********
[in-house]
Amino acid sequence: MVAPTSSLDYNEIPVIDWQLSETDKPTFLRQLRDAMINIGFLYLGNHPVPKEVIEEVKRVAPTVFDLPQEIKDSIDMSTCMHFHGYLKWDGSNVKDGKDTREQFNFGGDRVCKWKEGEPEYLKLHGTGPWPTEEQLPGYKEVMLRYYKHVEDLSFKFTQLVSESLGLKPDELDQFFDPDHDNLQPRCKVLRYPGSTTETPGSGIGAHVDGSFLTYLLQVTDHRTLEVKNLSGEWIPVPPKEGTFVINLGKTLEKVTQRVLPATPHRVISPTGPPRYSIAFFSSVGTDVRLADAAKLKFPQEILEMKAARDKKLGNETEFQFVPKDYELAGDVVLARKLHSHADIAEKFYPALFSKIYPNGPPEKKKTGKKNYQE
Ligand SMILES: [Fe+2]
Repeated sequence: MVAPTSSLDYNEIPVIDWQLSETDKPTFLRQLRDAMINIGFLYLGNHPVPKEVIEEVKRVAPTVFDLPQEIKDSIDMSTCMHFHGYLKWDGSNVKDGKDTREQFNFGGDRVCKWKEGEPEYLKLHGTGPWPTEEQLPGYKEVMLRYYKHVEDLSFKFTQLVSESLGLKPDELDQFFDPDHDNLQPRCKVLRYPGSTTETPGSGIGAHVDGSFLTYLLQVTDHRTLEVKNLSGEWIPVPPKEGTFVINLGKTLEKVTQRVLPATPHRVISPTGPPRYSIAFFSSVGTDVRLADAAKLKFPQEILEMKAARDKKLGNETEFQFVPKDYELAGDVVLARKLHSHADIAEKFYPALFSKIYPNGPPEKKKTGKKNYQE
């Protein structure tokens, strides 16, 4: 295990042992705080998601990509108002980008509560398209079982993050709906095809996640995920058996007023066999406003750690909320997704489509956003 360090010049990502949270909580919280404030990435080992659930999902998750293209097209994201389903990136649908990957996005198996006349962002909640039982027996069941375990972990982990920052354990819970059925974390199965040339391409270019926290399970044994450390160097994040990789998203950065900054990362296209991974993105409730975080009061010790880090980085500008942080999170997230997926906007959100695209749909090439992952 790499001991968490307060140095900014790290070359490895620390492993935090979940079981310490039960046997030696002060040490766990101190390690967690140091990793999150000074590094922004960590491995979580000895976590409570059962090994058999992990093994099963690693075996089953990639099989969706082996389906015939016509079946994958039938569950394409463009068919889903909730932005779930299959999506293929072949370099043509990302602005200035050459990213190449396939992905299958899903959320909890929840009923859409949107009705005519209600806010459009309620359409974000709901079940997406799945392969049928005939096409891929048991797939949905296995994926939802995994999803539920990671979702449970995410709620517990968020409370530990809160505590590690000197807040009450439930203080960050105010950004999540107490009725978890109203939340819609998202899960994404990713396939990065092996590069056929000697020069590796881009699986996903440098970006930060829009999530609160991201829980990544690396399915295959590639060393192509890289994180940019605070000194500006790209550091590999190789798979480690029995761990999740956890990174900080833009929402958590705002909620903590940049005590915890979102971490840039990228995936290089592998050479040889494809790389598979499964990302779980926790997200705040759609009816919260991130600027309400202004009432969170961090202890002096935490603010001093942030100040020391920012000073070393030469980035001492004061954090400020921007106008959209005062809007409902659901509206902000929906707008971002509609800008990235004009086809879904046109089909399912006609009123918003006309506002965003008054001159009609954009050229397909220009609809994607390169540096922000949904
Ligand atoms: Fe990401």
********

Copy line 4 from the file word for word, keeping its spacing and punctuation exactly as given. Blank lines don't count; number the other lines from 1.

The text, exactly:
Repeated sequence: MVAPTSSLDYNEIPVIDWQLSETDKPTFLRQLRDAMINIGFLYLGNHPVPKEVIEEVKRVAPTVFDLPQEIKDSIDMSTCMHFHGYLKWDGSNVKDGKDTREQFNFGGDRVCKWKEGEPEYLKLHGTGPWPTEEQLPGYKEVMLRYYKHVEDLSFKFTQLVSESLGLKPDELDQFFDPDHDNLQPRCKVLRYPGSTTETPGSGIGAHVDGSFLTYLLQVTDHRTLEVKNLSGEWIPVPPKEGTFVINLGKTLEKVTQRVLPATPHRVISPTGPPRYSIAFFSSVGTDVRLADAAKLKFPQEILEMKAARDKKLGNETEFQFVPKDYELAGDVVLARKLHSHADIAEKFYPALFSKIYPNGPPEKKKTGKKNYQE